Saturday, September 22, 2018

Weekend Cooking: Steak with Mushroom Sauce

We interrupt the recent cake fest on my blog to bring you something savoury!!

It may be a bit hard to tell from all the cakes I have been posting lately but in theory we are still trying to eat a bit healthier. This is a recipe we have made a couple of times now so I wanted to save it somewhere we can find it!!

This week I am sharing a recipe that is not only delicious but it includes a fair amount of vegetables too. It comes from the last edition of Diabetic Living. I do still buy this magazine, I just haven't quite been cooking out of it constantly as I have been in the past. I possibly am paying the price for that weight wise, but never mind.

Steak with Mushroom Sauce

500g lean rump steak, trimmed of fat, cut into 4 pieces
2 cloves garlic, crushed
Freshly ground black pepper
2 tspn olive oil
1 bunch broccolini, trimmed, diagonally halved
290g (2 cups) frozen peas
250g Swiss Brown mushrooms, sliced (or a selection of other mushrooms)
250ml (1 cup) salt-reduced beef stock or gluten-free stock
1 tbspn wholegrain mustard
2 tspn cornflour or gluten free cornflour
1 bunch baby carrots, trimmed, scrubbed, steamed, to serve
500g small potatoes, halved, steamed, to serve

Preheat over to 180C (fan forced). Rub steak with garlic and pepper. Heat oil in a large cast iron or stoveproof frying pan over medium-high heat. Add steak and broccolini. Cook for 2 minutes, turning steak once. Place peas around steak. Add pan to oven and cook for 5 minutes, or until steak is cooked to your liking.

Transfer meat and vegies to a platter. Cover with foil to keep warm. Add mushrooms to pan and cook over medium-high for 3 minutes or until the mushrooms are soft. Whisk stock, mustard and cornflour together. Stir into pan. Cook, stirring, until sauce comes to a simmer. Simmer for 2-3 minutes until sauce thickens.

Slice the steak. Return steak and peas to the pan. Sprinkle with pepper. Serve with the steamed carrots and potatoes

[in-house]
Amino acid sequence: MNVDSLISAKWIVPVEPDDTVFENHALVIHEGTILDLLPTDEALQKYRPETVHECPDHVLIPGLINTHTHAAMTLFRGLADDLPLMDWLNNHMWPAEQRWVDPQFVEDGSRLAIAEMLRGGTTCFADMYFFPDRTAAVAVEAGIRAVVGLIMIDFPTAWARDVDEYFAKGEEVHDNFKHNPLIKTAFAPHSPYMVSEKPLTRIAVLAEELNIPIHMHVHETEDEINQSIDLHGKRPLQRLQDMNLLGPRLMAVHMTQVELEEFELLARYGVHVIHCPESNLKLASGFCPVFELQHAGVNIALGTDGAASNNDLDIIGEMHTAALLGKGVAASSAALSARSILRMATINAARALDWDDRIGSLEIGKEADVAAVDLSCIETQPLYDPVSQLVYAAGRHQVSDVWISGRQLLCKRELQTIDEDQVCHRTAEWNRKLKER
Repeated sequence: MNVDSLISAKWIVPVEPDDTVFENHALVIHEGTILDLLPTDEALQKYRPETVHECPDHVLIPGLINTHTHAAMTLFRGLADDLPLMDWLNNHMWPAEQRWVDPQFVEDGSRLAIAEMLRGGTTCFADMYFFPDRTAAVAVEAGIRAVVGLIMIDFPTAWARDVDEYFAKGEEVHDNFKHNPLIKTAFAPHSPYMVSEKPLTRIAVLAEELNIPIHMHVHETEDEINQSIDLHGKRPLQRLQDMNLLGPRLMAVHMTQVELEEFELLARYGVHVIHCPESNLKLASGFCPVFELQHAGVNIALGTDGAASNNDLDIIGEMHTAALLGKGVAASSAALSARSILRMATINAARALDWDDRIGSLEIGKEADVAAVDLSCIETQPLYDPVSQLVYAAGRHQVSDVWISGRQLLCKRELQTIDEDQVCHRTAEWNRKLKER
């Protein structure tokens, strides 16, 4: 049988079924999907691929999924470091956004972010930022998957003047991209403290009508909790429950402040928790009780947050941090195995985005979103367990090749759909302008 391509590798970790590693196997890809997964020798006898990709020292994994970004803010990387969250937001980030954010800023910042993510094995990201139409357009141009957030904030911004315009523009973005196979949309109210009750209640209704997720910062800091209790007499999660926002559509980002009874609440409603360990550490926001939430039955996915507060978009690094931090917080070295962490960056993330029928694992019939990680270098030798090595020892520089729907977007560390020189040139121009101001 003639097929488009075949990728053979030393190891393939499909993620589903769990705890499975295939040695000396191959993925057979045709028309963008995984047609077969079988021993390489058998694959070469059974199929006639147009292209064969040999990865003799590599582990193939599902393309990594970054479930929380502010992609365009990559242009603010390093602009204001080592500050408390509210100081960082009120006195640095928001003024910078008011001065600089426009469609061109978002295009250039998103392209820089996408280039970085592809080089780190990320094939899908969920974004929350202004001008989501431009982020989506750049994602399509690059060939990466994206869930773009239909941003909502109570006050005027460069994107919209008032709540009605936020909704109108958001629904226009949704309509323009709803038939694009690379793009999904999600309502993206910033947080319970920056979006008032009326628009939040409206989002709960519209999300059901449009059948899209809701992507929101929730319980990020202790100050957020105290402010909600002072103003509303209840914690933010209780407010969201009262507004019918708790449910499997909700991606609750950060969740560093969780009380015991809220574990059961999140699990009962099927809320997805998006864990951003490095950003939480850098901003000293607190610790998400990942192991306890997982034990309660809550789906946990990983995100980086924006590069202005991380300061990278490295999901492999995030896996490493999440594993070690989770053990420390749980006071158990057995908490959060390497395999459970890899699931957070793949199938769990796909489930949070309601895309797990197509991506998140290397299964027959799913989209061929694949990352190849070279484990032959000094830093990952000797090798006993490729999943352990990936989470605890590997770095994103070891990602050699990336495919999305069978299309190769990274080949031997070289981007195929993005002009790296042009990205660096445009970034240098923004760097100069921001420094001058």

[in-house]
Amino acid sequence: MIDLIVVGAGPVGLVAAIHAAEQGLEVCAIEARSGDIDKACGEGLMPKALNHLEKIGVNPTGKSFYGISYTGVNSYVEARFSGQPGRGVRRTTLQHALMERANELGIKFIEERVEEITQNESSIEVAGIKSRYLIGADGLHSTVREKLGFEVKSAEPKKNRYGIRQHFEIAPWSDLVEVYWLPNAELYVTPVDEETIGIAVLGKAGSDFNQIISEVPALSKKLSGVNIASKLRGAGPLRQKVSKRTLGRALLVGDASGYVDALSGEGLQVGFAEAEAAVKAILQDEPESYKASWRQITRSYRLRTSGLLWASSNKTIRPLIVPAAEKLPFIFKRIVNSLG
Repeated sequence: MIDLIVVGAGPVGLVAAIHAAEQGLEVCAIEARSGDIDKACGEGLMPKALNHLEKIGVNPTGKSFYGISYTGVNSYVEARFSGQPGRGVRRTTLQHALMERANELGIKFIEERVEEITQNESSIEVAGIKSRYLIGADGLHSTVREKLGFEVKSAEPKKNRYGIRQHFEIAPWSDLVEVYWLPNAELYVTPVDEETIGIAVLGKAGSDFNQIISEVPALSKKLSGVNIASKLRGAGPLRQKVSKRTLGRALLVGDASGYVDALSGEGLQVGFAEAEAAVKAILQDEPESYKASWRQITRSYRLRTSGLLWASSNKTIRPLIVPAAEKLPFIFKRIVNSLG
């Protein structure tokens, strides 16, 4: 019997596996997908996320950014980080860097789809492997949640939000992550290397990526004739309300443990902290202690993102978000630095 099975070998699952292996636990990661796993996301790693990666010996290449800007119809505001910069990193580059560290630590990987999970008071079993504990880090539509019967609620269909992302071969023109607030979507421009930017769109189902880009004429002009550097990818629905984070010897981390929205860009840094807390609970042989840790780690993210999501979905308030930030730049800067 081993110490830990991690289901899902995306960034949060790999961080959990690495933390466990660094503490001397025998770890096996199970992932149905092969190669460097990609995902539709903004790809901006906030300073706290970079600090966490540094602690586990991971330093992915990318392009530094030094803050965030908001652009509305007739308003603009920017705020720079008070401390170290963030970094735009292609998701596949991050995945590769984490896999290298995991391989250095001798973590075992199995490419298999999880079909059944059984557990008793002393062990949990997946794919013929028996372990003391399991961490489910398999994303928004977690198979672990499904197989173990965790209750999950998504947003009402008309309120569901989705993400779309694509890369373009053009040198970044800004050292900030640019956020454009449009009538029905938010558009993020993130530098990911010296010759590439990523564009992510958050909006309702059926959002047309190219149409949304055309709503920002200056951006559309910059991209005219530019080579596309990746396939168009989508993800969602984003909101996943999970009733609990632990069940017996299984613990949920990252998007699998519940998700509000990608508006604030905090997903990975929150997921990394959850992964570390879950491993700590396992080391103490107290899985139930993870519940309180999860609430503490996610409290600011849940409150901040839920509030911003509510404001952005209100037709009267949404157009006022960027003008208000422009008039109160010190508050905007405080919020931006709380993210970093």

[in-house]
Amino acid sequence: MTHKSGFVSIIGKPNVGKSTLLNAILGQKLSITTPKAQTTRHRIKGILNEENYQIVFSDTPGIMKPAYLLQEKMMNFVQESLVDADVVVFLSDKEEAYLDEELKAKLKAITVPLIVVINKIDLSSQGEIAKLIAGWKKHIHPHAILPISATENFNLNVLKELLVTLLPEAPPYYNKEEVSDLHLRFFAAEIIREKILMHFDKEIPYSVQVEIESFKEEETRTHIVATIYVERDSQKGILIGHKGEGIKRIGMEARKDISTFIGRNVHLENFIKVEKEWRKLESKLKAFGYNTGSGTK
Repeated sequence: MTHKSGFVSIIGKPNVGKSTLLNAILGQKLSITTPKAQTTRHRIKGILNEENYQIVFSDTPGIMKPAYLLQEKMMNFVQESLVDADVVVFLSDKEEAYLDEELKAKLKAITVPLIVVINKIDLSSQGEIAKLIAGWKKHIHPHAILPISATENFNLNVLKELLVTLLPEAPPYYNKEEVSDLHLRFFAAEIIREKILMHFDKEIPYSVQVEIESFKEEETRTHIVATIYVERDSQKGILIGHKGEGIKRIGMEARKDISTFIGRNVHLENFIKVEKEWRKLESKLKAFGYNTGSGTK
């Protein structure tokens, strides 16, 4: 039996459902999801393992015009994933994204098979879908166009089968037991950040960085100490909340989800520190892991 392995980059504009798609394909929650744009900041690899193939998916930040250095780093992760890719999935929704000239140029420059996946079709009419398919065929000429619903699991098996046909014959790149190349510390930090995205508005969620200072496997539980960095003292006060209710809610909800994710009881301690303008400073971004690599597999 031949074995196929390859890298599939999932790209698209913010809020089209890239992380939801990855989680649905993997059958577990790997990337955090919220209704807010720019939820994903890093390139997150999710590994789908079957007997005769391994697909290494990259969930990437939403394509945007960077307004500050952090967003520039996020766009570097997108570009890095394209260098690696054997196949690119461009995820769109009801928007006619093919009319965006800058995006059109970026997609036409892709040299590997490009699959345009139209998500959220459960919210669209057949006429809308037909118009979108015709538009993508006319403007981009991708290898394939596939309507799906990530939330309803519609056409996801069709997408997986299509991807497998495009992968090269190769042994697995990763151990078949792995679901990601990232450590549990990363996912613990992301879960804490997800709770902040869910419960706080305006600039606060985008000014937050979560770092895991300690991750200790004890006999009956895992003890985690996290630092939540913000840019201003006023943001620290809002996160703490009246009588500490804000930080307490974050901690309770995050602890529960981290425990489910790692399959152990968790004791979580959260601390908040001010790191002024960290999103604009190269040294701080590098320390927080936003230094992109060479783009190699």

Serves 4

Weekend Cooking is open to anyone who has any kind of food-related post to share: Book (novel, nonfiction) reviews, cookbook reviews, movie reviews, recipes, random thoughts, gadgets, quotations, photographs. If your post is even vaguely foodie, feel free to grab the button and link up anytime over the weekend. You do not have to post on the weekend. For more information, see the welcome post.

Sunday, September 16, 2018


Whilst I am not reading anywhere near as many books as I used to, things are much better than they have been over the last few years when it comes to reading. I think last year I read 12 books in total for the year. 12!! A few years ago, reading 12 books in a month would have been a bad month! At the moment, I am on track to read about 50 books for this year, which I am pretty happy with.

When I was on Instagram the other day I saw about RIPXIII - the Readers Imbibing Peril challenge that is hosted at Readers Imbibing Peril. This is a challenge that I used to look forward to every year, and that I participated in regularly. It is something of a shock to realise that I haven't participated in it for 5 years. When I was thinking about my previous participation in this challenge it has lead me to think about so many people who blogged but have now disappeared, including Carl who originally hosted this challenge. It pleased me to see that the challenge is still recognisable as the RIP reading challenge of old, but still moving forward as well.

When I looked at what I want to read over the next few weeks though, I realised that quite a few of the books I want to read fit the challenge criteria which is to read and enjoy books that are

Dark Fantasy.